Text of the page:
Global model goes local, zooming in on hurricanes and other fine-scale features
Click image to view animation (requires free Quicktime player). An AVI version is available, but image quality is not as high. NCAR experimenters boosted resolution fourfold in two key components of the Community Climate System Model to produce the fine-scale details in this animation, which captures one month of a five-year simulation. The animation shows the global circulation pattern that transports water vapor from the tropics toward the poles, an atmospheric feature generally well simulated by climate models. But by dialing up the resolution, regional weather phenomena also emerge, including fronts and storm systems not previously visible in global models. For example, several tropical depressions form in the western Pacific Ocean, heading toward the east coast of Asia. Starting around August 8, two of these storms spin up into hurricanes (called tropical cyclones or typhoons in the western Pacific). Even the eyes of the hurricanes are visible.
The breakthrough simulation demonstrates the CCSM's ability to reproduce the behavior of these fine-scale features with remarkable fidelity. For the experiment, high-resolution configurations of the atmospheric (CAM) and land-surface components (CLM) of the CCSM were free to evolve over time, while specifications of sea-ice extent and sea-surface temperatures came from observations made in 1997.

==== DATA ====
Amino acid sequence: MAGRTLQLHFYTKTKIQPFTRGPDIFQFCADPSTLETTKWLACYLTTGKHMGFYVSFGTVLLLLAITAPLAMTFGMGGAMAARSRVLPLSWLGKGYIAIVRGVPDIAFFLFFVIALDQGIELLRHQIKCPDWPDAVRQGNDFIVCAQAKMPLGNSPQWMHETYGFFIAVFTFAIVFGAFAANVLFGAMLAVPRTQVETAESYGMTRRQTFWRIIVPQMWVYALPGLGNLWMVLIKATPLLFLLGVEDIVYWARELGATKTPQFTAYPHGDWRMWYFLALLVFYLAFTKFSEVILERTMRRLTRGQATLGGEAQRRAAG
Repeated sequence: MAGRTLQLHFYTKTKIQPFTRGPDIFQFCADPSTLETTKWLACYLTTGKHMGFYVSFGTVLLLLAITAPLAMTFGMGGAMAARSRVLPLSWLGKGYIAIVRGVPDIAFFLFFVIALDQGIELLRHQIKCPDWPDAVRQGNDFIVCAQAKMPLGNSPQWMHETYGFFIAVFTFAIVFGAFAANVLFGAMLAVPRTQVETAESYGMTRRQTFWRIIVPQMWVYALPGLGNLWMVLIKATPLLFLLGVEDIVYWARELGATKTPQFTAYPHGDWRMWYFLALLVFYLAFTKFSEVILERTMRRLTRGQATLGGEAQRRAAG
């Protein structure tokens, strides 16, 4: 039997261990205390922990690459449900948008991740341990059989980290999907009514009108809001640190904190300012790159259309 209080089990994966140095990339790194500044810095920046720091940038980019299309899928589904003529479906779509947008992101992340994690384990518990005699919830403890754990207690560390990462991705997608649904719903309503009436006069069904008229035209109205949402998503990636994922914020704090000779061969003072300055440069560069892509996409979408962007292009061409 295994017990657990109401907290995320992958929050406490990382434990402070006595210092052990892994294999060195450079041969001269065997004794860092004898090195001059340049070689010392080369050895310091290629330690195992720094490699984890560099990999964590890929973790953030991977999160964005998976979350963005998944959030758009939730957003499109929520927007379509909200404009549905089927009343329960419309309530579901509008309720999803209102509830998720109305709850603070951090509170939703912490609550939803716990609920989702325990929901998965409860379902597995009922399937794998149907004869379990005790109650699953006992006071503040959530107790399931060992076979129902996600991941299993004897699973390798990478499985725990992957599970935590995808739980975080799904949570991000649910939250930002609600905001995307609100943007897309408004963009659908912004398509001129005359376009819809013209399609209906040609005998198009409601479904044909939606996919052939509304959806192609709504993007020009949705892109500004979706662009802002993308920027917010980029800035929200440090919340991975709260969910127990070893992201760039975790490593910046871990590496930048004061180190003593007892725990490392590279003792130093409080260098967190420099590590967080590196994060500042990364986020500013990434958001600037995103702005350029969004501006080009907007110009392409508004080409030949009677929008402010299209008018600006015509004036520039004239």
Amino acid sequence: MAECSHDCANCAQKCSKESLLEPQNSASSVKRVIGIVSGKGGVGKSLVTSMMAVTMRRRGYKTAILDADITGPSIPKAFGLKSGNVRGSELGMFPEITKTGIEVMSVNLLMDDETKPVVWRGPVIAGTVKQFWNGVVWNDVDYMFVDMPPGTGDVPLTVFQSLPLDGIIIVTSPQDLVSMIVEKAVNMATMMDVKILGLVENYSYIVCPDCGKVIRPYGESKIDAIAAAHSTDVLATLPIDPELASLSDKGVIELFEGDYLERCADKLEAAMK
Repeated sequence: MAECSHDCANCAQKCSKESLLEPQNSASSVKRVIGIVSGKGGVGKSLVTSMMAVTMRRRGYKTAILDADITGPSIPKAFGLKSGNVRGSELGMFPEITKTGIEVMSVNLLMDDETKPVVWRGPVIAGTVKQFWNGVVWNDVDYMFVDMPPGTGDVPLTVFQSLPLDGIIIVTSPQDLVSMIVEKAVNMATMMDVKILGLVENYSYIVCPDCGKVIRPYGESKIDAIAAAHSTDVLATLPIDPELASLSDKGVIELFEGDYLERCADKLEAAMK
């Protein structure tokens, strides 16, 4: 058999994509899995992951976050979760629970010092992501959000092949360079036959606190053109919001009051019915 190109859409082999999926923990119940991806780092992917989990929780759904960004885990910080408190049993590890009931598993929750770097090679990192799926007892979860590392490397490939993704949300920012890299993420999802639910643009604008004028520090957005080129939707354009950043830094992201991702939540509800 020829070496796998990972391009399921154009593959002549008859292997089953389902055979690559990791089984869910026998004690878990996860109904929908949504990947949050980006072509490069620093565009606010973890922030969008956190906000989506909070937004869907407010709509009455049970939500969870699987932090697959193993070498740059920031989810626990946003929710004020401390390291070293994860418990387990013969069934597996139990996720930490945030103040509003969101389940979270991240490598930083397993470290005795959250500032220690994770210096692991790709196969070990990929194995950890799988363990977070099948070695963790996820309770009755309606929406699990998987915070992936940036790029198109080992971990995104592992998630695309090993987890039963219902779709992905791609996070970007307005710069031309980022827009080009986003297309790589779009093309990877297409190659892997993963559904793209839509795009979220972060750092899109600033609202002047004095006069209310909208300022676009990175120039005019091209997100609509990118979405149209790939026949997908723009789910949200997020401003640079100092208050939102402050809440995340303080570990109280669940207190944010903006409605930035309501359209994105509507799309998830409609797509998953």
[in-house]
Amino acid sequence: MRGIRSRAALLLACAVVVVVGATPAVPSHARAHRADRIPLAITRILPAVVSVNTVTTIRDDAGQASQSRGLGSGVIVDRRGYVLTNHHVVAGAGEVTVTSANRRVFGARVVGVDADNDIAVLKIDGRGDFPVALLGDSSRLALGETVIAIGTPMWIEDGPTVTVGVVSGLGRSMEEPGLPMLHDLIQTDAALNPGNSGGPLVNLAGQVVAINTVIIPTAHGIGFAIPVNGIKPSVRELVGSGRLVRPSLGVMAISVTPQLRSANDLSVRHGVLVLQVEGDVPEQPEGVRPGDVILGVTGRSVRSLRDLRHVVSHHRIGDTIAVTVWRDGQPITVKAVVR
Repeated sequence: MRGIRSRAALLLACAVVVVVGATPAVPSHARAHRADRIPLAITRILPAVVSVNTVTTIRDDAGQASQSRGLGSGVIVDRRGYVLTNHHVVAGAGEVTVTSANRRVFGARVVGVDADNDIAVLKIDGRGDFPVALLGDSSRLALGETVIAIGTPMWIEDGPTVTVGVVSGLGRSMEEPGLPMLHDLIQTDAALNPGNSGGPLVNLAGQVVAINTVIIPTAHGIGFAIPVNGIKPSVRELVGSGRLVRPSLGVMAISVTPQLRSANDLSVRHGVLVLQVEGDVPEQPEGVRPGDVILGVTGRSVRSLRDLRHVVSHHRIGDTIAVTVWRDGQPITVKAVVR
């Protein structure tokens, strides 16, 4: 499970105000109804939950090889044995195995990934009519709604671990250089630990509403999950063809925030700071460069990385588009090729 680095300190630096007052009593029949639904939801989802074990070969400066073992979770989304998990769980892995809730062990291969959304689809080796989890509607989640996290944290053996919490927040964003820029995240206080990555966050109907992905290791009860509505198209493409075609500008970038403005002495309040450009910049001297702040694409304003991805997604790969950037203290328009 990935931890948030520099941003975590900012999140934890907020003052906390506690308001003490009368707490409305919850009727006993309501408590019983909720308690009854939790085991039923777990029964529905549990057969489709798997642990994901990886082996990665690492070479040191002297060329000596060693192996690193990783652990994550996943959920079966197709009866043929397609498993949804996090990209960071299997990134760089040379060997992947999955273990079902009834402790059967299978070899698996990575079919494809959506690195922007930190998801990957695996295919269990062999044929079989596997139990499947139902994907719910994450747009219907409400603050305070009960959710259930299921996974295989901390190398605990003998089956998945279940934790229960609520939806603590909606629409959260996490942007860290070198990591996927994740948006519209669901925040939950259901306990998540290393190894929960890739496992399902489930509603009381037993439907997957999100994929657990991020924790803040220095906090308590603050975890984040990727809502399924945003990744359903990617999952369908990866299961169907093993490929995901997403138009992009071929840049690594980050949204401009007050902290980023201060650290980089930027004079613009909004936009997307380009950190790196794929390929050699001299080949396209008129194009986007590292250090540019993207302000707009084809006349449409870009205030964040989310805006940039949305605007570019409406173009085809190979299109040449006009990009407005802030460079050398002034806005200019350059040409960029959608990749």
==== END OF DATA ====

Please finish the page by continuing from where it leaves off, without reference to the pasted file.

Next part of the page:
Since climate models are used to explore the statistical properties of the climate system, not day-to-day weather, the simulation illustrated by this animation is not intended to recreate specific events. It's noteworthy, however, that two super typhoons actually formed in the Pacific during August 1997.
Data points for the atmospheric model were about 37 kilometers (23 miles) apart on a three-dimensional grid, compared with a resolution of about 150 km (93 mi) for CCSM simulations prepared for the Intergovernmental Panel on Climate Change Fourth Assessment Report. (Image courtesy Earth and Sun Systems Laboratory, NCAR.)